Fedora - My Workstation Setup
With the release of Fedora Linux 37, I switched back to Fedora Silverblue. I took this opportunity to revamp my Fedora Workstation repository and therefore my Ansible playbook for the same.
I want to show you, how I am using Kubernetes, Ansible and much more on my setup and how I tweaked my setup to my liking.
First, I am back on Silverblue. In the past, I was switching back to Workstation, since there was so much stuff not working for me. But, I never laid Silverblue down, I just had to learn more and wait for better integration.
With the Fedora 37 release, I am finally back and therefore have full access to immutability and rollbacks. If you never heard of Fedora Silverblue, I recommend to check out my previous articles about Silverblue and Kinoite.
For the installation part, I stick to a trivial "base" installation. In fact, everything is "on default". I am doing proper backups daily and my disk is (good enough) protected via UEFI passwords for the system, settings and hard disk.
After the setup, I ran two commands manually:
# Uninstall all flatpaks $ flatpak uninstall --all # Upgrade and Reboot $ rpm-ostree upgrade --reboot
Afterwards, everything is deployed with the Ansible playbook at the end of this article. But, let me give an overview beforehand.
The standard way for applications is Flatpak for me. But, I also have some overrides in place. In addition, I heavily rely on some binaries and container workflow.
Flatpaks via Flathub
I am using Flatpaks for almost all Desktop applications. But, I also disabled all Fedora Flatpaks and uninstalled them. If there is a flatpak on my machine, it comes from flathub.org.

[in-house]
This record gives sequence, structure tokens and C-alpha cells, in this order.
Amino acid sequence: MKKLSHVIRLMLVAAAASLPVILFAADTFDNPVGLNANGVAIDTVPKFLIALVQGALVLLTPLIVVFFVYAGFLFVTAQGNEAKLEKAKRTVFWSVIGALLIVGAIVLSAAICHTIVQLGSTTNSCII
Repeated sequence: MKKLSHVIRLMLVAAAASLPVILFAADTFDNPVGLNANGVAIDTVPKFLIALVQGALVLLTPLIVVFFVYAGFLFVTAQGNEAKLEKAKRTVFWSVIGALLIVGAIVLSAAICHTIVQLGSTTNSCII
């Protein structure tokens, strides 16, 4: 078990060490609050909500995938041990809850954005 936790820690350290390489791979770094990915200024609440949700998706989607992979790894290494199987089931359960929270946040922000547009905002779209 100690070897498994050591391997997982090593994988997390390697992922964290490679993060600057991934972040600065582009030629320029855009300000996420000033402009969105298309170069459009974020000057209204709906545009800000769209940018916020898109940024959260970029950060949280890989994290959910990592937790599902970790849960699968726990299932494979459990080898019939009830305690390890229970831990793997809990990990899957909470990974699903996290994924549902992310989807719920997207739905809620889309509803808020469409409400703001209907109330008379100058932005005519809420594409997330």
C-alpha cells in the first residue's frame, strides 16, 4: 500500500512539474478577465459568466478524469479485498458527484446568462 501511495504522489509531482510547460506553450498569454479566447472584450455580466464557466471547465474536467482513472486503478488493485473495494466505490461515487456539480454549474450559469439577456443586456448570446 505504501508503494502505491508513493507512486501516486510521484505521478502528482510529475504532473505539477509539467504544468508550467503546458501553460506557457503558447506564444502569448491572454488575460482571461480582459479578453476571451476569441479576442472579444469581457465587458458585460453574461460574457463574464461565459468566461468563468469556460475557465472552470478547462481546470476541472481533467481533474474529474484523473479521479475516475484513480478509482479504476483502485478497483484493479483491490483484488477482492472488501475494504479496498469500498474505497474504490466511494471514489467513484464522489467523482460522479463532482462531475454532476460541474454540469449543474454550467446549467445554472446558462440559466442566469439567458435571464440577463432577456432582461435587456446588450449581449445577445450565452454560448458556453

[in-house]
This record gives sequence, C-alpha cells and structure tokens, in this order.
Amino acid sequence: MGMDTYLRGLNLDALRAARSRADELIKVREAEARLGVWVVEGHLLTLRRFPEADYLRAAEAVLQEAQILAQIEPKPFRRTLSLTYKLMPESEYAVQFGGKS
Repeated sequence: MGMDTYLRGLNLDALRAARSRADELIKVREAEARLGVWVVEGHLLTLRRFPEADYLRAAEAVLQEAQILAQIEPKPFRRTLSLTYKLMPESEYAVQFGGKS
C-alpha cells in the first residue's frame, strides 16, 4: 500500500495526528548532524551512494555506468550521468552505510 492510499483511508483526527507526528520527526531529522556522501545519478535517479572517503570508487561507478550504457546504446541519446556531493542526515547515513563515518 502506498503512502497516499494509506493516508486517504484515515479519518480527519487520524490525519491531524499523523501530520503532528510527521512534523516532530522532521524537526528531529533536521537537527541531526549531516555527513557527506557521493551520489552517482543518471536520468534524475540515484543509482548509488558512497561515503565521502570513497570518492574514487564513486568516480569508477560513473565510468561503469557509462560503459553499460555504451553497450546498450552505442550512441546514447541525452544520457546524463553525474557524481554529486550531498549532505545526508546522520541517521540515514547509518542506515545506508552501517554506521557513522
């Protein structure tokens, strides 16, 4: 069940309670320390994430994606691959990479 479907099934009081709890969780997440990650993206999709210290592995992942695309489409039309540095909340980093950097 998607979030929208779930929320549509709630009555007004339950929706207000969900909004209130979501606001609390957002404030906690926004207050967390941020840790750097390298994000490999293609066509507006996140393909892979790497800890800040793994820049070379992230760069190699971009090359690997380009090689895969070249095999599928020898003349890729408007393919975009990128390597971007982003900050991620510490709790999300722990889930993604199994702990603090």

The below list is an excerpt of some of my applications:
- Firefox as browser
- Geary for mails
- GNOME Calendar for appointments
- Endeavour for tasks and To-Do items
- Paper for note-taking
- NewsFlash RSS reader
- Element for Matrix
- GNOME Text as editor
- Amberol for music playing
- Totem for video playback
- GIMP for graphic editing
- Secrets for password management
Since GNOME online accounts integrates very well in Nextcloud, Contacts, Calendar items and News are in sync with my mobile phone.
Overrides and Overlays
Due to restrictions in Flatpaks, I opted to install a couple of tools via overlays.
- Visual Studio Code needs tons of integrations and is easier to handle as overlay
- cryfs is needed for Vaults
- micro is an awesome command line editor
I also wanted to use Firefox via Flatpak and get rid of the GNOME classic shell, bundled in Fedora. The manual part for this would look like:
# Remove Firefox and GNOME Classic from base image $ rpm-ostree override remove firefox firefox-langpacks gnome-classic-session
As you might be aware, I am heavily relying on commands for Kubernetes. These are not available via Flatpak and overlaying them is quite unflexible. Instead, I am downloading these to
/usr/local/bin, which makes them available for all users. Furthermore, I am able to have multiple versions.
- minikube for local Kubernetes
- cirrus-cli for local CI/CD that also works in the cloud
- kubectl, kubens, kubectx for kubernetes interaction
- Skaffold for local development
- ngrok as web proxy tunnel for development
- starship as my prompt, which is no longer in the Fedora repos
The above binaries can also be consumed via VSCode. But, I need to take care of software updates on my own.
The manual approach for something like this is pretty easy.
# Download kubectl for local use $ sudo curl https://dl.k8s.io/release/v1.25.0/bin/linux/amd64/kubectl > /usr/local/bin/kubectl
But, I automated these tools, as described in the below automation section.
Some tooling requires more than a binary. The Golang compiler for example can be installed in